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Iowa Peer Review for Travel Demand Model Calibration/Validation and Reasonableness Checking. Ames, Iowa March 30 – April 1, 2004. My Background and Experience.

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iowa peer review for travel demand model calibration validation and reasonableness checking

Iowa Peer Review forTravel Demand ModelCalibration/Validation andReasonableness Checking

Ames, Iowa

March 30 – April 1, 2004

my background and experience
My Background and Experience
  • 25 years at the Michigan DOT, in a variety of travel demand modeling and project/corridor planning positions. Last position was as the Supervisor of the Urban Travel Analysis unit (12 years)
  • Now with Wilbur Smith Associates. Manager of Traffic and Travel Demand Forecasting for the North Central U.S.
  • Extensive experience in travel demand model calibration and applications.
overall comments 1
Overall Comments -1
  • We develop travel models for a reason – to provide decision-makers with information with which to make decisions.
  • Travel demand models should have value (especially to Tech & Policy Committee members!)
  • I like travel models that are practical, useful, easy to learn & maintain. Most of the time you don’t need a Cadillac – a Chevy will do. Need to support the LRTPs, corridor studies, subarea studies in an MPO area.
overall comments 2
Overall Comments – 2
  • Model calibration/validation is the grinding – but need to do it to get to the fun stuff (model applications).
  • Model applications. Sample traditional ones - LRTP’s, new land uses, corridor studies. Sample non-traditional ones - Construction detour evaluations, fair-share financing. Think outside the box!!
overall comments 3
Overall Comments – 3
  • Do top-down, systematic validation
  • When problems occur,be a detective!!
  • Good sources for guidance:
    • NCHRP 255
    • NCHRP 365
    • TMIP/FHWA Model Validation & Reasonableness Checking Manual
    • FHWA’s Calibration & Adjustment of Systems Planning Models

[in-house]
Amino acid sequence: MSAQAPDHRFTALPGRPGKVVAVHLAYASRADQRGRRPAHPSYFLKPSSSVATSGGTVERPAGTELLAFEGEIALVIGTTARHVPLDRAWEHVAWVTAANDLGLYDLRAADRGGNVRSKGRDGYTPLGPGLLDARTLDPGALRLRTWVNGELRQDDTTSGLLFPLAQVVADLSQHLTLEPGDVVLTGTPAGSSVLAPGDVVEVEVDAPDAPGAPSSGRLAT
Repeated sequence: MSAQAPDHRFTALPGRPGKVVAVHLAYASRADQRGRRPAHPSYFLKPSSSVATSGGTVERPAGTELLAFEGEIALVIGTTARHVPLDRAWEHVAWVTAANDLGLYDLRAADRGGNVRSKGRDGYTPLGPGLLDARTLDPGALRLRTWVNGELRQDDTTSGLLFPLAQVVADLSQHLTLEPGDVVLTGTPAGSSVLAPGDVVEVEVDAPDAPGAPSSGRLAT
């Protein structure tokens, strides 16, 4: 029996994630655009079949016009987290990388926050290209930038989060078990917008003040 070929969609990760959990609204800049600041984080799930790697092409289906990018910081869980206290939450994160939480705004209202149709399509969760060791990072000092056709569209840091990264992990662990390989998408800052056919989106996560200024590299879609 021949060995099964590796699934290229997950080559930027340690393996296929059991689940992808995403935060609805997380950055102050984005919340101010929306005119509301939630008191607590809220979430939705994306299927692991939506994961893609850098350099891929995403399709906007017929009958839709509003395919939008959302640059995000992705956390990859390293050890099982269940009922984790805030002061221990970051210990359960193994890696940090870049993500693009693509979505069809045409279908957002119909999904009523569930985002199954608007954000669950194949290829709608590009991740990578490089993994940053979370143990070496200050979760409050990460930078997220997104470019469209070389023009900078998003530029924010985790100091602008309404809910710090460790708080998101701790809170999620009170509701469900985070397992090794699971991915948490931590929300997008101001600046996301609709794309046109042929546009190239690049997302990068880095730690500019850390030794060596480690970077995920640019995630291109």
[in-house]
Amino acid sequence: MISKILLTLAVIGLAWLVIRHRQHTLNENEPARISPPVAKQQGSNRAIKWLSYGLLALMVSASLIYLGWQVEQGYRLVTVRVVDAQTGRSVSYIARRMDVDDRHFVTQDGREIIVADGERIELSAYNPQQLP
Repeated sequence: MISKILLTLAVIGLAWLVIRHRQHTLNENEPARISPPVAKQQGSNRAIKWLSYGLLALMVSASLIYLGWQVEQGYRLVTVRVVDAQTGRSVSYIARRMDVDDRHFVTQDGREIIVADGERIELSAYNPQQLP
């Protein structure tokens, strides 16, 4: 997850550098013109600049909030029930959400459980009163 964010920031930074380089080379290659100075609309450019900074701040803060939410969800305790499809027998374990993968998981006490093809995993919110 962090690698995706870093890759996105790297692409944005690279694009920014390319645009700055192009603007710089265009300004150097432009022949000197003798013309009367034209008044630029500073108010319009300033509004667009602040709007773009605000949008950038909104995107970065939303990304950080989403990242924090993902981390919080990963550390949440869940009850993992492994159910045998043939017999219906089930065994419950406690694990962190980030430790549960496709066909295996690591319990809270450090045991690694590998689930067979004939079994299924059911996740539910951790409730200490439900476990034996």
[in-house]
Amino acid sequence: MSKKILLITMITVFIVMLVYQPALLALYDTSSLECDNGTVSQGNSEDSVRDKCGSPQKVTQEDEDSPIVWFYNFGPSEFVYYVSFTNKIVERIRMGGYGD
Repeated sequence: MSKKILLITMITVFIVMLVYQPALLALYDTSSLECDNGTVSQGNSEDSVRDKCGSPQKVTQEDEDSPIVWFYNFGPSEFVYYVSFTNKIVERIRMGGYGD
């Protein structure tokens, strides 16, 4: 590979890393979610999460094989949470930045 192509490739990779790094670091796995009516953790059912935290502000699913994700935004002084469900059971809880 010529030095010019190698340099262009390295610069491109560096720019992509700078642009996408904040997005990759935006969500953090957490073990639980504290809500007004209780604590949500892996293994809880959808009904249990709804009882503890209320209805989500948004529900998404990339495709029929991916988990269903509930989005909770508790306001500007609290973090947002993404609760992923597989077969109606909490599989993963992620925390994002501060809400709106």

overall comments 4
Overall Comments – 4
  • It’s OK to use Trip distribution K factors. But use them only if you have to.
  • If you’re going to do post-processing of model volumes, stay away from link factoring. It’ll only get you in trouble down the line. Suggest you adjust areawide, or by corridor, FFC, etc.
overall comments 5
Overall Comments – 5
  • Do top down validation.
  • Validation targets:

+/- 5% Areawide Assigned VMT vs. Count VMT

+/- 5% Areawide Assigned Volumes vs. Count Volumes

overall comments 6
Overall Comments – 6
  • More validation targets:

+/- 10% Screenlines Assigned Volumes vs. Count Volumes

+/- 10% Cutlines Assigned Volumes vs. Count Volumes

% RMSE < 30%

overall comments 7
Overall Comments – 7
  • Zone make-up: Try to keep L.U. homogenous.
  • Trips/zone: Not more than 25,000 trips/zone, if possible.
  • Centroid loadings: Don’t load across physical barriers (one-way pairs are an exception).
common calibration problems you may encounter
Common Calibration Problems You May Encounter
  • Bad Data – O-D Survey, SE data, traffic counts, etc. (Solution: Start w/ good data (duh!!). But easier said than done).
  • Trip Lengths to long or short (Solution: Change the Friction Factors)
  • Bridges over or under-assigning (Solution: 1. Apply trip distribution K Factors; 2. Change travel time on the bridge)
  • No time for calibration (Solution: Post-processing of the assignments)
slide11
Tips
  • #1 - Apply common sense. Never use raw model numbers without examining them. Do they make sense? Are they reasonable? Rationale? Logical?
  • #2 - See #1.
  • Trust your instincts. You’re the modeling expert in your MPO. If something doesn’t look right, it probably isn’t.
more tips
More Tips
  • Make your model stream easy to replicate, so that you (and someone after you) can do it over and over, easily. Don’t want to have to reinvent the wheel.
  • On your network, if you’re going to alter link speeds in a corridor (volumes too high or low), suggest you make small changes over many links, not a huge change on one link.
still more tips
Still More Tips
  • Do the model documentation as you do the work. If you leave it to the end of the process, it’s always tougher to do (less time, forget stuff, etc.).
  • A FSUTMS-type structure would be a good idea for Iowa. Can be used as a guide at first, then later a standard.
  • Number of zones rule of thumb – 1 zone /1,000 pop.